A Guy's Perspective: Getting A Tattoo
- Apr 25, 2013
- Written by Pat
So you want to get a tattoo? Now what? How do you pick a design, pick a place, and what do you look for? Who do you talk too? Not sure? Well you’re not alone so let me start from the beginning with a handy guide on what you should know.
I have been wanting to get some new ink for a couple of years, but I was determined not to go back to the place I went before. Not because they did bad work, but because they were very overpriced. So I set out talking to friends who had them. I asked them the typical "where did they go" and "what did they get" type of 20 questions. Months later I still had not gotten anywhere.
So I went to Ray and said we should do a story on them. They are everywhere, and you quite possibly know more people with them than you do without. Every time you turn on the TV and you see movies star and athletes (especially former Ohio State athletes) all tatted up. So I set out to write a guide to getting a tattoo. Not a comprehensive step-by-step list, but a general guide of what you should look for.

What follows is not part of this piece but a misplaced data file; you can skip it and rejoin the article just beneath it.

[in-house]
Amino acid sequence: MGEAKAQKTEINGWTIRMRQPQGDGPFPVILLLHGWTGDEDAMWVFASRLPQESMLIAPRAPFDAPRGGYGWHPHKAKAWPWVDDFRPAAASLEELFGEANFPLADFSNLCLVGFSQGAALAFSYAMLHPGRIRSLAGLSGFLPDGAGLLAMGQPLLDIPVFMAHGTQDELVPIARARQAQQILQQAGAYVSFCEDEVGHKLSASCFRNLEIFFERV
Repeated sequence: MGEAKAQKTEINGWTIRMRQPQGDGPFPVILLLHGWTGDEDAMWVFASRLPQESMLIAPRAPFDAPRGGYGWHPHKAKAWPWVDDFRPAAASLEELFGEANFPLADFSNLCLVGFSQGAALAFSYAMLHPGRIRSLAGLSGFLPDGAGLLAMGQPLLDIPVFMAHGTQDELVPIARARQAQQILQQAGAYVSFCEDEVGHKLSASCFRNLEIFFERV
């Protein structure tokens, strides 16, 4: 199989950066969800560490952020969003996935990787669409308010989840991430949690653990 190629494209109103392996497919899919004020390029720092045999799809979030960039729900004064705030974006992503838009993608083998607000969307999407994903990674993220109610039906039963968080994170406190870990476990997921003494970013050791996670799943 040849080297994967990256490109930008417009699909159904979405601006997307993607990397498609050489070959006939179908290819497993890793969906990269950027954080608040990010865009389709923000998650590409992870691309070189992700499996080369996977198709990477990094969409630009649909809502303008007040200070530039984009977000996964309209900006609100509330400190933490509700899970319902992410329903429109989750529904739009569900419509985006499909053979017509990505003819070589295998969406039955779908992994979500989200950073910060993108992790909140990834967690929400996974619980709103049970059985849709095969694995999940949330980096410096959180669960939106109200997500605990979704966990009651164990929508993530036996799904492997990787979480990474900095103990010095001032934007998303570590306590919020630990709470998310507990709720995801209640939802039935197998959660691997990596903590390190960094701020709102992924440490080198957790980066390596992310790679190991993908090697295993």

While we were tossing around ideas for this, I talked to friends and artists plus Ray and I visited a few shops in our area. I didn't feel comfortable in any of the shops we went into. The place was dirty or the artist may have been good but had the personality of a dead worm. If you don't feel comfortable in the shop, why would you trust them to permanently ink your skin? That's the first lesson of tattoos.